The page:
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Including speeches by Joe Gibbs, Jason Sehorn and yes—The Rock. 

By Erin Flynn and Xandria James
July 14, 2016

The 2016 Republican National Convention will feature speeches from UFC president Dana White and LPGA golfer Natalie Gulbis, according to a report by The New York Times.

However, despite numerous rumors that NFL quarterback Tim Tebow would be among those to declare support for the presumptive Republican nominee Donald Trump, Tebow took to Instagram on Thursday to affirm that he would not be speaking at the Convention, and that he never intended to do so.

Trump has touted his departure from convention at the Republican National Convention by including non-politicians on the slate of speakers. But despite Trump’s quest to be unorthodox, he is not the first nominee to include athletes at the event.

Here’s a look at seven other football figures—some of whom spoke as elected officials—who spoke at past Republican National Conventions.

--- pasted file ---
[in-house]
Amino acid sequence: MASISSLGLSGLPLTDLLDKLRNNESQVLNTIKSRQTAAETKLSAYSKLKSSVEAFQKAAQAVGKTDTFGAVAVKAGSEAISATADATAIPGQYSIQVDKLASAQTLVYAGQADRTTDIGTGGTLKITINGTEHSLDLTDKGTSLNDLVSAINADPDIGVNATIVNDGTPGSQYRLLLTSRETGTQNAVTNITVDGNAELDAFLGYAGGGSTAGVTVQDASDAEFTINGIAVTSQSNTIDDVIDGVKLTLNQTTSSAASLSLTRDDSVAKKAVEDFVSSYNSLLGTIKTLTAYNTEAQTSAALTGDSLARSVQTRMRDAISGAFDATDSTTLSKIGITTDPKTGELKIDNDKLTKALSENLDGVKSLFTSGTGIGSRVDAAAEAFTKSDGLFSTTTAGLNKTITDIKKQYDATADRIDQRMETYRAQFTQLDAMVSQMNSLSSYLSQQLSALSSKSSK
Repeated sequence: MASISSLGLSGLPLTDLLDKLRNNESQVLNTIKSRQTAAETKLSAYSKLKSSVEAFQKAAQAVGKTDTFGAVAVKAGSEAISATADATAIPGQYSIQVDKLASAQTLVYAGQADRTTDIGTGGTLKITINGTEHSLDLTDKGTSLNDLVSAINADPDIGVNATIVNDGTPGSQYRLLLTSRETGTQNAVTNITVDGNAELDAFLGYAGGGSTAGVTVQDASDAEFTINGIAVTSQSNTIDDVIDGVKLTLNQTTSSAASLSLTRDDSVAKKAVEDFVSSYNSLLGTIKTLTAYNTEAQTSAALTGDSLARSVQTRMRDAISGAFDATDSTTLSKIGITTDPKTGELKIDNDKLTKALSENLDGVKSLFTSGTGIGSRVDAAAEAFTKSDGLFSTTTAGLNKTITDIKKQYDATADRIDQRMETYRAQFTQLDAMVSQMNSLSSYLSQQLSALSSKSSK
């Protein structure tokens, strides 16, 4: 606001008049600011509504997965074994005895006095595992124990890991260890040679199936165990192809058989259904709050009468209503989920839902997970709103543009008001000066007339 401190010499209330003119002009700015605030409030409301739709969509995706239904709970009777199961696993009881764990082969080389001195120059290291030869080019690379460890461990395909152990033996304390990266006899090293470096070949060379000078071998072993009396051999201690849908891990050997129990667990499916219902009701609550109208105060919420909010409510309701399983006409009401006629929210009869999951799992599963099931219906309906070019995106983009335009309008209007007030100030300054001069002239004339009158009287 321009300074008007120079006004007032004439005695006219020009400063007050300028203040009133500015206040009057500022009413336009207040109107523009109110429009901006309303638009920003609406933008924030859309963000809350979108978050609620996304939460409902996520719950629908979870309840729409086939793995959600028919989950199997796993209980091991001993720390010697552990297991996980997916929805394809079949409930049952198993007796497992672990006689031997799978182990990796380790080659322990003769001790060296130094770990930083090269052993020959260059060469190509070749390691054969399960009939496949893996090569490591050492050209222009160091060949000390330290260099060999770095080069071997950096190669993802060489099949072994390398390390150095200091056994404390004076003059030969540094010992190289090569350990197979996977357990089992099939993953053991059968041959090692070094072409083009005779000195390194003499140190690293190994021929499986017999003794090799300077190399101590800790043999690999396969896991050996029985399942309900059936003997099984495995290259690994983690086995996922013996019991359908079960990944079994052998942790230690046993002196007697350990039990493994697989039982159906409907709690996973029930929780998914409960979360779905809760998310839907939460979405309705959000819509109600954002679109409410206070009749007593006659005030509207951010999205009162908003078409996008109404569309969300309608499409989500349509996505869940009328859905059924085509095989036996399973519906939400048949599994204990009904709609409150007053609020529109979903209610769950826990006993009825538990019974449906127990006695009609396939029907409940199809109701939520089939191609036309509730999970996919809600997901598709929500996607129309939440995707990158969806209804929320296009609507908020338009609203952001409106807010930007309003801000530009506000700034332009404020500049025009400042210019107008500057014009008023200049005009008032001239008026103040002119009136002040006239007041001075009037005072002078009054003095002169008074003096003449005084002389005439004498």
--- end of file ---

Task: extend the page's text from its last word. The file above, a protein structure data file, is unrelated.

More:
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Joe Gibbs

The former Washington Redskins head coach and NASCAR championship team owner spoke on behalf of John McCain and Sarah Palin at the 2008 Republican National Committee. He opened his speech with a joke that he was there to support the Washington Redskins, but eventually steered his speech toward his hope for a McCain-Palin presidency to ignite a “spiritual revival” in the United States. 

“By supporting the McCain-Palin ticket, I am confident that we are choosing the right game plan for America!” he said.

Jason Sehorn

NFL defensive back Jason Sehorn, who played eight seasons with the New York Giants and one with the St. Louis Cardinals, spoke at the 2004 Republican convention on behalf of George W. Bush and Dick Cheney. He spoke alongside his wife, actress and model Angie Harmon.

Ford spoke at the 1996 convention in support of Dole and Kemp. “I know a thing or two about Bob Dole,” Ford said. “And if there was anything I didn't know, I checked it out before choosing him as my running mate in 1976. I found Bob Dole fit to be President then; I find him even more qualified now.”

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